A front page article published in the Telegraph last week used very emotive language when discussing the costs of clinical negligence claims – the potential bankruptcy of the NHS, no less, by implication due to the greed of claimants and their lawyers. I think the article was about the recent changes to the discount rate but this wasn’t made clear or explored in any way. The drawing up of lines between the good and the bad, and portraying the injured patient as the enemy of the NHS, is extremely unhelpful. Those of us who have practised in clinical negligence have seen countless injured patients who do not want money – they want to prevent a similar event happening to someone else, and feel the legal process is the only way to get true accountability. Others are seeking recompense on behalf of a child who may need costly care well into the future, beyond the ability of the family to provide. Others do require compensation for themselves – and why should they not be compensated? They have by definition suffered avoidable harm as a result of a mistake which should never have occurred. This test is strictly applied and assessed not by the patient, nor even the lawyer, but by medical experts in the same specialty and ultimately, if necessary, the court. The claimant may need that compensation to achieve even a degree of his or her former independence or quality of life.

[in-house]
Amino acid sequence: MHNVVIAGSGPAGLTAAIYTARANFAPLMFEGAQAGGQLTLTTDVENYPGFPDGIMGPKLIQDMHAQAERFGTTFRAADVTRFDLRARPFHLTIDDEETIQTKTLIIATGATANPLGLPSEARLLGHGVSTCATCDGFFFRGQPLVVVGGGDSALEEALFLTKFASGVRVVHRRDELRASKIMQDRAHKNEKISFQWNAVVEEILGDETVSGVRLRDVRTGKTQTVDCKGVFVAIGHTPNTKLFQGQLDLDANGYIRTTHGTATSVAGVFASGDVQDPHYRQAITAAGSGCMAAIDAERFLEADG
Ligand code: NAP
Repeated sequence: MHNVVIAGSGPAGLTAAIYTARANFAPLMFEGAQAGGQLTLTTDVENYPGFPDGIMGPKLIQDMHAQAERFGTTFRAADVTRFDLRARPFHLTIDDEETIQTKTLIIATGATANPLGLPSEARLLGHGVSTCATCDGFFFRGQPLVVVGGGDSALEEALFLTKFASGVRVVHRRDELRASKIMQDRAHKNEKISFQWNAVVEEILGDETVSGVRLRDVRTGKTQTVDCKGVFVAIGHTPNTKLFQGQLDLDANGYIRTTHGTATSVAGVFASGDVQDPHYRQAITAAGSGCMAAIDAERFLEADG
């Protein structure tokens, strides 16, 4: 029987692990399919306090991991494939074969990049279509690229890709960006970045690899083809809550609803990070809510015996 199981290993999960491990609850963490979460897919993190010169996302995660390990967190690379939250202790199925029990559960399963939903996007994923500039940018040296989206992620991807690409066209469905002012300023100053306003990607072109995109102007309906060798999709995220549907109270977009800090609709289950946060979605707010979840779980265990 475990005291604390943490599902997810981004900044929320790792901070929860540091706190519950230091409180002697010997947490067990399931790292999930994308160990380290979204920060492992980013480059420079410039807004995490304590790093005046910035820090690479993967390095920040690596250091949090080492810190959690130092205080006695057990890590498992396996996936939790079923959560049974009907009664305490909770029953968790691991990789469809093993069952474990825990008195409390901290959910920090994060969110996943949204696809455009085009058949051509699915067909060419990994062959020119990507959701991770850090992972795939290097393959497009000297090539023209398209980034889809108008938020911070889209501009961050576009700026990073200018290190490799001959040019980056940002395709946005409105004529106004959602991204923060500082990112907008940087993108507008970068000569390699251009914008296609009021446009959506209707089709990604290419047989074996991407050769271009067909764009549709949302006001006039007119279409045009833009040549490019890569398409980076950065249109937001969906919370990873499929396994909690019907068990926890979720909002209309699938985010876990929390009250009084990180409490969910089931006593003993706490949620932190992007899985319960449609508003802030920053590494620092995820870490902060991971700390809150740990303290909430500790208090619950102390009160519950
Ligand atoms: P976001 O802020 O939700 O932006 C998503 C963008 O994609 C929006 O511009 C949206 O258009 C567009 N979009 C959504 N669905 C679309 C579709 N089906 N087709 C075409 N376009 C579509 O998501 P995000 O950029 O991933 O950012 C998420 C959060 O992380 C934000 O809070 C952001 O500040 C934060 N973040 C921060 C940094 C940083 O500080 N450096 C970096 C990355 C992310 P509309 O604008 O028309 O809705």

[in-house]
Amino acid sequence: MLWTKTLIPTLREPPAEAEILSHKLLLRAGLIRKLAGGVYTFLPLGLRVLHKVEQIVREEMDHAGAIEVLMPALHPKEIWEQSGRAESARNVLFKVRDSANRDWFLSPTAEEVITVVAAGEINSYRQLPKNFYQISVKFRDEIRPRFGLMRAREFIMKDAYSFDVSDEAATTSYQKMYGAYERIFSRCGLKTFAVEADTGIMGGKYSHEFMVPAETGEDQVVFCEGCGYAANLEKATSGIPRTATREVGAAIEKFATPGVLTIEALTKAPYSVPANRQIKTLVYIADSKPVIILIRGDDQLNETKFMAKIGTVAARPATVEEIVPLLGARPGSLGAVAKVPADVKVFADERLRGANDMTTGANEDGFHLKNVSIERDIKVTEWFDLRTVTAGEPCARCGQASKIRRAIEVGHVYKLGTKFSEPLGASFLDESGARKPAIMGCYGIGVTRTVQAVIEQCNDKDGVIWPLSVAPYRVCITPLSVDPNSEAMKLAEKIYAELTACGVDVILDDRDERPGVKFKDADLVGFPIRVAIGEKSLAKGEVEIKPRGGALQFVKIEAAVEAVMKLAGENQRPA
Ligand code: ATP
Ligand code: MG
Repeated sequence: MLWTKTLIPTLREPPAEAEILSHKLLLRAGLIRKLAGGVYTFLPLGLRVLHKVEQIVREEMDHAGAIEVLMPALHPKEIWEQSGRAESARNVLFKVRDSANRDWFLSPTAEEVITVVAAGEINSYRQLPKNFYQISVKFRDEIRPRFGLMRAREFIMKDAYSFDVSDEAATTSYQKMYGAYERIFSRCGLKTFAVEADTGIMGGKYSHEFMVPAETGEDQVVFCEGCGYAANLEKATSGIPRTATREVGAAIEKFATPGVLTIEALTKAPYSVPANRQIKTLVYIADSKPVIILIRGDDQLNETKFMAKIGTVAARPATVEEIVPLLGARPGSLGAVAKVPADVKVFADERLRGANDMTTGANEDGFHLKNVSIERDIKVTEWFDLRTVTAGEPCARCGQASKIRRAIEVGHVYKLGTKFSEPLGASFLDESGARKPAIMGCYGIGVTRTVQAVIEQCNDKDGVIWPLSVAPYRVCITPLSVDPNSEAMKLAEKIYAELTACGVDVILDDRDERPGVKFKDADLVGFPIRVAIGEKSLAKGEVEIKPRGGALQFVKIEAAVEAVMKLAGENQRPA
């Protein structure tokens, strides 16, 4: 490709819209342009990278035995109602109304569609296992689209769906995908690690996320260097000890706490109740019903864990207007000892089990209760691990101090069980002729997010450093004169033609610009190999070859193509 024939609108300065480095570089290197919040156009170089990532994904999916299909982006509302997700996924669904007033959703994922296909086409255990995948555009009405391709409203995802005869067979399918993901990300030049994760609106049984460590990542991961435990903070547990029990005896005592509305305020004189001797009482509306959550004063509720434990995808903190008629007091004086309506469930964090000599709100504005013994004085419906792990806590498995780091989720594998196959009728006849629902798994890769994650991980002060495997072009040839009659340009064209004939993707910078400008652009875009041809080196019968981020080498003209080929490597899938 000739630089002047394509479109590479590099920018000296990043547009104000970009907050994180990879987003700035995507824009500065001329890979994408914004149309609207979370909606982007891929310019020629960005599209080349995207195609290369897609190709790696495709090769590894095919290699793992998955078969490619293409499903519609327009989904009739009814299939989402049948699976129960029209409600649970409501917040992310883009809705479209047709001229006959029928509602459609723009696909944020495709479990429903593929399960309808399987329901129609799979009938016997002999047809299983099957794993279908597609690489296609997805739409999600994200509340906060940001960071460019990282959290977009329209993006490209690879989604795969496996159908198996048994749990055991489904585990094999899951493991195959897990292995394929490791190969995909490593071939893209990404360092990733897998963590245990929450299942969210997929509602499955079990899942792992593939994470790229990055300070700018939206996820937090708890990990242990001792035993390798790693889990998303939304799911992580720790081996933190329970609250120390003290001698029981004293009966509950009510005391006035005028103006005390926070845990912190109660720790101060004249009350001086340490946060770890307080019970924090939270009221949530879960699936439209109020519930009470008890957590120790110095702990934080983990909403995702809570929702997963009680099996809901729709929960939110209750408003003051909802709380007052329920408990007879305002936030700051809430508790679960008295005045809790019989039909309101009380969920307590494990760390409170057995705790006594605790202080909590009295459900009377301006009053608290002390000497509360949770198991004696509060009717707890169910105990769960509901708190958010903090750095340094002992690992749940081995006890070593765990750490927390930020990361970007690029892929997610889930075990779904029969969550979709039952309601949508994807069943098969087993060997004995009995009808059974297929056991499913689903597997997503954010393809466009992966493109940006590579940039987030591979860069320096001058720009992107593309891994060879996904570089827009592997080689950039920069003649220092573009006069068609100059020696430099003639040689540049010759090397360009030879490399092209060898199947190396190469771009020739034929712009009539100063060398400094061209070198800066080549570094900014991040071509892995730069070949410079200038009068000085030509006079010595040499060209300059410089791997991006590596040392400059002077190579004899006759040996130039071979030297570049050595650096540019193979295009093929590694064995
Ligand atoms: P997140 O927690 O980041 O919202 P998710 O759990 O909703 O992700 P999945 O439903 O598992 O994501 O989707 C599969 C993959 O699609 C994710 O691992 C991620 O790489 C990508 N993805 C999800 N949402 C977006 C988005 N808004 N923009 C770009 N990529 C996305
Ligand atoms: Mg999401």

Ask any claimant – he or she would always prefer not to have been injured than to go through the legal process, even successfully. Ask any decent clinical negligence lawyer – he or she would also rather avoidable injuries did not occur.
It is simplistic and dangerous to say that these claims are costing too much and should be shut down. The right approach would be to address the root causes to reduce the numbers of preventable medical accidents, and to be proactive about compensating avoidably injured patients promptly and fairly.